Among Melita Rodeck’s many admirable traits were her keen sense of community engagement, her social awareness and activism, and her recognition of others’ needs. Her commitment to educating and encouraging citizenry to be active participants in shaping their environments was a defining characteristic of her life’s work, as evidenced by several article clippings and her personal writings.

In the early 1960s, Rodeck became involved in grassroots community organizing and commons-building projects. This, just when the applications of social theory to architecture (and the environmental impacts of design planning on urban communities) were starting to be theorized. These projects were spearheaded by architect-psychologist Karl Linn, whose initial efforts to reflect community needs in common living spaces expanded across multiple cities and transformed into a non-profit called Neighborhood Commons. Rodeck formed part of his team as his Assistant Director when working to revitalize several  neighborhoods in the Washington, D.C. area. The projects were innovative in that they depended on an active corps of volunteers and sponsors, often drawn from the communities themselves, but also in their creative re-purposing of old building materials.

It’s safe to say that Rodeck became a student of (and later, a full-blown advocate for) responsive design, and, indeed, how architecture functions as environment and structures human relations and communication patterns. In 1969, she co-authored a short guidebook called People Space, to help community leaders cultivate a sensibility for how public and private spaces are structured and how they serve (or perhaps disserve or underserve) their inhabitants. In its introduction she writes about the following design ideal : “the process must be seen as organized space flowing from public to private to public space, rather than as a collection of unrelated piles and emptinesses” (1). According to this statement, public and private spaces should be informed by continuity rather than fragmentation. The guidebook is filled with fairly detailed instructions and questions for leading and developing discussions. It’s divided into several parts, such that participants can create and merge various functional profiles for their city or town.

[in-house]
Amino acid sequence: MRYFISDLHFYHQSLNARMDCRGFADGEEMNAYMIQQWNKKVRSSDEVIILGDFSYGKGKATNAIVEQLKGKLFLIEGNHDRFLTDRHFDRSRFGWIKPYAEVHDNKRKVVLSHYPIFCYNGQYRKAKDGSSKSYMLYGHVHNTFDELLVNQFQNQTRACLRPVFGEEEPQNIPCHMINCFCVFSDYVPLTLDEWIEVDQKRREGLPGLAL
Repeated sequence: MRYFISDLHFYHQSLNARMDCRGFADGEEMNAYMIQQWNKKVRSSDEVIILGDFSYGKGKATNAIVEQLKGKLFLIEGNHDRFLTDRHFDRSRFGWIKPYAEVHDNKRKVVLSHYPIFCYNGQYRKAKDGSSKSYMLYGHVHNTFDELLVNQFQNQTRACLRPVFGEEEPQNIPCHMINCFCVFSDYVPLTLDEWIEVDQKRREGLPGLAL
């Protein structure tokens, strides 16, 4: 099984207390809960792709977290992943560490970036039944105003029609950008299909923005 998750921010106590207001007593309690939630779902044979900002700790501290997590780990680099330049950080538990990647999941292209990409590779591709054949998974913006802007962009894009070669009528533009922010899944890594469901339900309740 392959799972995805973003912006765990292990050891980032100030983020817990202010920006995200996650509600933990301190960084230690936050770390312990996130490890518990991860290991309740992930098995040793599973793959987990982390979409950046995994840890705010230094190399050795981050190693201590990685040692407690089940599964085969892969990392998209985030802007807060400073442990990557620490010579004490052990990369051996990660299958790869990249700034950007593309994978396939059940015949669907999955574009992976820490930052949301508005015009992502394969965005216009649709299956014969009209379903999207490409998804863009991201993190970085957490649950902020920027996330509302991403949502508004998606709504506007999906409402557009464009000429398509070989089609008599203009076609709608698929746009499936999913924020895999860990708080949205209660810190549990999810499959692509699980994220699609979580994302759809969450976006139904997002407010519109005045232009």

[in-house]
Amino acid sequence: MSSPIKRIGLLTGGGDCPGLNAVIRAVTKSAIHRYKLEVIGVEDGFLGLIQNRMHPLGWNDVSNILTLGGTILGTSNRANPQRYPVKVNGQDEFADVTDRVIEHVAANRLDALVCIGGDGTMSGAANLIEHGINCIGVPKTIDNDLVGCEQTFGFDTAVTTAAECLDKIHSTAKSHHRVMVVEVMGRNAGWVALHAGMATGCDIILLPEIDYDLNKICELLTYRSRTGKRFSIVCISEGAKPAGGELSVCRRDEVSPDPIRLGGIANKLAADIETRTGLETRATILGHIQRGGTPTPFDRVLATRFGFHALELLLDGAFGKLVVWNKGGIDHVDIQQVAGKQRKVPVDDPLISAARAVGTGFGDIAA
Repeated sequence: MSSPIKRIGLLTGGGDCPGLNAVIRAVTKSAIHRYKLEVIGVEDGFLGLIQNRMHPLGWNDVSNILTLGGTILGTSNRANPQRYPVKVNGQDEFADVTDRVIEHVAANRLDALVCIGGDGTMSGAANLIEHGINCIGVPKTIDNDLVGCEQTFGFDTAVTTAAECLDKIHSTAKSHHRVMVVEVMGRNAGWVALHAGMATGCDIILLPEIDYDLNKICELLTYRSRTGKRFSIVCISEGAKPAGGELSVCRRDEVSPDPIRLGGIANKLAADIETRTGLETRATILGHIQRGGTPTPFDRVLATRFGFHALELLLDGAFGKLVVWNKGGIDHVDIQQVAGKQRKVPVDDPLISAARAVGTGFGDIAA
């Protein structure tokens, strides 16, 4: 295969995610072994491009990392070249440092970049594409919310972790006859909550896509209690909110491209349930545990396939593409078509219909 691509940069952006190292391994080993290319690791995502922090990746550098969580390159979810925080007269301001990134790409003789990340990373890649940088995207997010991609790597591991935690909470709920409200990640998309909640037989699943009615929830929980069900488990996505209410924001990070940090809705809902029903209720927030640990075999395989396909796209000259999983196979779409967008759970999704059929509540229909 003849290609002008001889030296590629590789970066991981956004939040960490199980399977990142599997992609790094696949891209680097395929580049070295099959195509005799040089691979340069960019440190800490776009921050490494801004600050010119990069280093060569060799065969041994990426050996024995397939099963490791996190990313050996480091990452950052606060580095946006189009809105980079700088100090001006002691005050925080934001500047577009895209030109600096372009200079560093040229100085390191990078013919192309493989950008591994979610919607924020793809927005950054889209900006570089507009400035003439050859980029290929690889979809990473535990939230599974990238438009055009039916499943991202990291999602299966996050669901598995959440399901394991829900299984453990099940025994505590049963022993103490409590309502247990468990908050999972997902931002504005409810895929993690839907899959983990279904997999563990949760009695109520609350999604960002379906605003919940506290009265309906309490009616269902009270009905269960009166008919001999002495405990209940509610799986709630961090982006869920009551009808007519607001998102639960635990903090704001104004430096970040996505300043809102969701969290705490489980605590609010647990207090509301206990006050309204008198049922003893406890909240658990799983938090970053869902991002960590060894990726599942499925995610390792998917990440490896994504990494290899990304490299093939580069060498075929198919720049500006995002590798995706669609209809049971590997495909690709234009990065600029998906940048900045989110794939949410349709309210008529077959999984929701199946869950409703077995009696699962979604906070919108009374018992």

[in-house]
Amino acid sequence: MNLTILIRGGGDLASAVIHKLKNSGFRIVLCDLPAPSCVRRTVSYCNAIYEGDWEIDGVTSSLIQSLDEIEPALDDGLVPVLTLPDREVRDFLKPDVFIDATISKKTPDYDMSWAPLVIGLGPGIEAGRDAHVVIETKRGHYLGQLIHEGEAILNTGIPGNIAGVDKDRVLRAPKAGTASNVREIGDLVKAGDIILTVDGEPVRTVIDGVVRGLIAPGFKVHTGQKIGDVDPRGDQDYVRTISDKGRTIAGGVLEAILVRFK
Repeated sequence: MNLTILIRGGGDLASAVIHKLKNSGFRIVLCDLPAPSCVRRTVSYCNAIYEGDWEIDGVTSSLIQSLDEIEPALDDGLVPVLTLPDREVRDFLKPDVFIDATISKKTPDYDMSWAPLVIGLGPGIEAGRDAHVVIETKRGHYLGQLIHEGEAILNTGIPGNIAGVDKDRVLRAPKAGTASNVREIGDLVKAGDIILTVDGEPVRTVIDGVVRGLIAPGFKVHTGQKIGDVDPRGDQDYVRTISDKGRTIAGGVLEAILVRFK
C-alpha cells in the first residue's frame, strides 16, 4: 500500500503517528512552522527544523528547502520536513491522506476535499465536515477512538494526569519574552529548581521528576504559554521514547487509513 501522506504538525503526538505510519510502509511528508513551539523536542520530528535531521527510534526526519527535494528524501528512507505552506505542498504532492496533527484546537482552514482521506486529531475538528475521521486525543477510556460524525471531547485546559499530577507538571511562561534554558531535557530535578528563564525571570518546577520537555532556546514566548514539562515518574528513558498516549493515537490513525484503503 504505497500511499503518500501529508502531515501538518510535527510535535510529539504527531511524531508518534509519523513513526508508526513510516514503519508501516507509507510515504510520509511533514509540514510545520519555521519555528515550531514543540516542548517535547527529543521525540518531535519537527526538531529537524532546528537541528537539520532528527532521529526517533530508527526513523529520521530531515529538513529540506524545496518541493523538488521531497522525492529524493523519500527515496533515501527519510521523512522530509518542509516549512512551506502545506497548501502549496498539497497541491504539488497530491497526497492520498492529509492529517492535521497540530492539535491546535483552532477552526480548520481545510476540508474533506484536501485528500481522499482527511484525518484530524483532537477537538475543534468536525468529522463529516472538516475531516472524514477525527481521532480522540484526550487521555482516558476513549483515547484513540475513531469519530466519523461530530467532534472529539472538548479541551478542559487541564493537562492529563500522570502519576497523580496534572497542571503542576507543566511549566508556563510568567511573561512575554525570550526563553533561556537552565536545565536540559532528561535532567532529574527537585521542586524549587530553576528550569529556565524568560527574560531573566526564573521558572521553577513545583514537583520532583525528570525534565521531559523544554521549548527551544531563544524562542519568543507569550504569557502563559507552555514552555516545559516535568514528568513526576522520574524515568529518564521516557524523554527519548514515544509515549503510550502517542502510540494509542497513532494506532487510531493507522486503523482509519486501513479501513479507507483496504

Several years after the publication of the modest People Space, Rodeck wrote yet another piece – this one returning to her earlier work on the Neighborhood Commons projects in a kind of postmortem analysis. One can sense some of her frustration as she’s since returned to several of these “Commons” spaces, only to find them abandoned and neglected. She reflects on some of the shortcomings and difficulties of implementing and maintaining the beautification schemes for urban open spaces, and on the historical developments and sweeping social changes of the 1960s that influenced their lack of upkeep, while still reaffirming the underlying values that the projects represented. In fact, she illustrates a very interesting tension in her report: the occasional ambivalence and indifference of inner city residents to the projects, and the dissonance between what they perceived their needs to be and what architects believed their needs to be.

Her questions and meditations are remarkably timely insofar as our society is becoming increasingly urbanized. Fraught questions surrounding concepts like urban renewal, revitalization, gentrification, and population displacement are being posed with greater frequency and urgency. Her offerings broach the complexities inherent in approaching and sustaining such projects. They certainly give cause for deeper reflection on the “sense of interdependency of people in a defined space.”


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